Basil herb health benefit and review of studies - supplement
October 22 2016 by
Ray Sahelian, M.D.

Basil is a popular culinary herb, and its essential oils have been used extensively for many years in food products, perfumery, and dental and oral products. Basil  has a rich, mildly peppery flavor with a trace of mint. There are dozens of known varieties of which Ocimum basilicum or Sweet Basil is the most commonly grown. This herb is native to India and Asia having been cultivated there for more than 5,000 years and has been known for its medicinal value.

Compounds and molecules in the herb, what does it contain?
One basil study found forty-five compounds through consulting literature and searching database by computer. The main constituents in volatile oil from basil are rosmarinic acid (a strong antioxidant), linalol, methylchavikol, methylcinnamat, and eugenol, caryophyllene, ursolic acid, and oleanolic acid.

Planetary Herbals, Holy Basil Extract, 450 mg, 120 Capsules
Holy Basil supplement ( Sweet Basil )
Amount Per 3 capsules
Calories 10  
Total Carbohydrate 1 gram
Sodium 10 mg
Holy Basil 1,350 mg or 1.35 g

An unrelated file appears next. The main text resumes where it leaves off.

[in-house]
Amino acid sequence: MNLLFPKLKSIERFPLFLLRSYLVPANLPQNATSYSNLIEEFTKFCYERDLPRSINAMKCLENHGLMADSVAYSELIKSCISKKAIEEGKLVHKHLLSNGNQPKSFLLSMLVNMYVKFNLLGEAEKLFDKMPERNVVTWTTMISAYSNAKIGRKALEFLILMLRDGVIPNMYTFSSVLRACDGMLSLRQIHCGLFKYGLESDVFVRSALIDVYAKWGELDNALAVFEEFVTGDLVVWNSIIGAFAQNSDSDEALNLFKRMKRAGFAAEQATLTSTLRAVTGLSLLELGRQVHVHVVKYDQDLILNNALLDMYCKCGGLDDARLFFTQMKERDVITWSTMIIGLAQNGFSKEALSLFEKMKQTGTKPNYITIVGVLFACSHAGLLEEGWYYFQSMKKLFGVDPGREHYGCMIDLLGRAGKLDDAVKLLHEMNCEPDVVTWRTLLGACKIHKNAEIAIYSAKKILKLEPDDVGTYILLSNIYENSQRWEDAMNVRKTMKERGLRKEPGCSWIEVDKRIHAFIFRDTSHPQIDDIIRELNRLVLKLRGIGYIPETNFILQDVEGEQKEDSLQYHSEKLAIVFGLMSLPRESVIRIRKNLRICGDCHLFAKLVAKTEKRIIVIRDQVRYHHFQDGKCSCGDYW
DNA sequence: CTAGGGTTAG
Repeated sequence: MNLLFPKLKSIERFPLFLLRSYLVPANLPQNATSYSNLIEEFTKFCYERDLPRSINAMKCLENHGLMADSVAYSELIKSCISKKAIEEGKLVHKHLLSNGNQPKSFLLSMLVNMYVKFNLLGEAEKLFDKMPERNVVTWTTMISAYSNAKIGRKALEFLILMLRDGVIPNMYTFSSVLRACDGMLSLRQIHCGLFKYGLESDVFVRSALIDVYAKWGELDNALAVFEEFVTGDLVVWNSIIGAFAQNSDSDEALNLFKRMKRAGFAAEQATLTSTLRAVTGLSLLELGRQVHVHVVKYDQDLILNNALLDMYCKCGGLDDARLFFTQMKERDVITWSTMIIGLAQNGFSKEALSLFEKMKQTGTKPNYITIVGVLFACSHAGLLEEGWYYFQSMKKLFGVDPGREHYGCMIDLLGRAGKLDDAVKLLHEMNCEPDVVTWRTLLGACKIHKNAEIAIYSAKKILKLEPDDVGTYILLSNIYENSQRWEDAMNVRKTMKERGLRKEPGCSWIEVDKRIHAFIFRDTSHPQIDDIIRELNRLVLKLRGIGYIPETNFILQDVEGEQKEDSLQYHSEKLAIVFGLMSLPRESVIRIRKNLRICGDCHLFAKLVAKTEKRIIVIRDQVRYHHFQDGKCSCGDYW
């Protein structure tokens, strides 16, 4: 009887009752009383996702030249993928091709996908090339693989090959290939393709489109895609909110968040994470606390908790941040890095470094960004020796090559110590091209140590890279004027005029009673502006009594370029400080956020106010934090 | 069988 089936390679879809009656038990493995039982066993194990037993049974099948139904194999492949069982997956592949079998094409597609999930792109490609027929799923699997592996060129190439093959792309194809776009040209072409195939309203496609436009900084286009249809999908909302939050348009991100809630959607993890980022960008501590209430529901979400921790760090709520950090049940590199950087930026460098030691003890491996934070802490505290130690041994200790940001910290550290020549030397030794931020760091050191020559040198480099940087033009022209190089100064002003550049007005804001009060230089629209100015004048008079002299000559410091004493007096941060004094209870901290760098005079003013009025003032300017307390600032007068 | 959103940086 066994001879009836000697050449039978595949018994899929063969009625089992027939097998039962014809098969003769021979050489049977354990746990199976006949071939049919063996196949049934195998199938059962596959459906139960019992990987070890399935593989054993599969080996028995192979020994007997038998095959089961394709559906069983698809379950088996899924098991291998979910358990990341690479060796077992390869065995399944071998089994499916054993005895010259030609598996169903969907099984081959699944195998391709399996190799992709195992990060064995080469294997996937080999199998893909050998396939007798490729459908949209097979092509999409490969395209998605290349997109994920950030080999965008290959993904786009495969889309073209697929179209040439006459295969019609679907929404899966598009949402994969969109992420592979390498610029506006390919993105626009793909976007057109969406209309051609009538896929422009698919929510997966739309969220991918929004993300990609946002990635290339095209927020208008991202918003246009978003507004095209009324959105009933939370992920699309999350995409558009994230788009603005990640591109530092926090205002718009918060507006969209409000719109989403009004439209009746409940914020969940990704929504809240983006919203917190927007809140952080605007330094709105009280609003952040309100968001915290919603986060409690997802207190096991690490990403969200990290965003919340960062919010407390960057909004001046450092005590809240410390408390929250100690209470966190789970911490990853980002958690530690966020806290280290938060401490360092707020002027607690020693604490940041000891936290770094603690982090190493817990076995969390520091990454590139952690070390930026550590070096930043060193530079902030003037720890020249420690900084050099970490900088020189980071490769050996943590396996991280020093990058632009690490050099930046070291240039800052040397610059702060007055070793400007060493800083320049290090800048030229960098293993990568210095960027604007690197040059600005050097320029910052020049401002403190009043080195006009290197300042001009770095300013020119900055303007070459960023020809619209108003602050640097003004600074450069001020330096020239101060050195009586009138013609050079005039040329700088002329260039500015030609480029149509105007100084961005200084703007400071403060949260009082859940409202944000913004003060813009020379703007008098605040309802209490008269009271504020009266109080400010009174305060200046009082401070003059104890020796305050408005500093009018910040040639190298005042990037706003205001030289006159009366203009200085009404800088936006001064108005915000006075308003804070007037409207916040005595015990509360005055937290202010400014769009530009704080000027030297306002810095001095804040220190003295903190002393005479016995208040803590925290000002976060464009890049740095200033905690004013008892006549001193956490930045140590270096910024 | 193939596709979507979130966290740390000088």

Buy Basil supplement

You may also consider other healthy herbs and supplements with high antioxidant potential, including acai berry supplement, Cacao supplement, curcumin, an extract from turmeric, goji berry which is also found in Eyesight Rx, graviola supplement, mangosteen supplement, pomegranate supplement, and noni.

Anti-bacterial and anti-fungal activity
Basil essential oils and their principal constituents were found to exhibit antimicrobial activity against a wide range of Gram-negative and Gram-positive bacteria, yeast, and mold.

Mechanism of action of anti-inflammatory effect of fixed oil of Ocimum basilicum.
Indian J Exp Biol. 1999.
Fixed oil of basil was found to possess significant anti-inflammatory activity against carrageenan and different other mediator-induced paw edema in rats. Significant inhibitory effect was also observed in castor oil-induced diarrhea in rats. It also inhibited arachidonic acid  and leukotriene-induced paw edema. The results of antiinflammatory activity support the dual inhibition of arachidonate metabolism as indicated by its activity in inflammation models that are insensitive to selective cyclooxygenase inhibitors. Basil may be a useful antiinflammatory agent which block both cyclooxygenase and lipoxygenase pathways of arachidonic acid metabolism.

Anti oxidant
Phenolics composition and antioxidant activity of sweet basil (Ocimum basilicum).
J Agric Food Chem. 2003.
The antioxidant activity of a methanolic extract of sweet basil was examined using different in vitro assay model systems. The major basil antioxidant compound in was confirmed as rosmarinic acid. The existence of a synergistic effect between alpha-tocopherol and rosmarinic acid was revealed.

Chemomodulatory efficacy of basil leaf on drug metabolizing and antioxidant enzymes, and on carcinogen-induced skin and forestomach papillomagenesis.
Phytomedicine. 2004.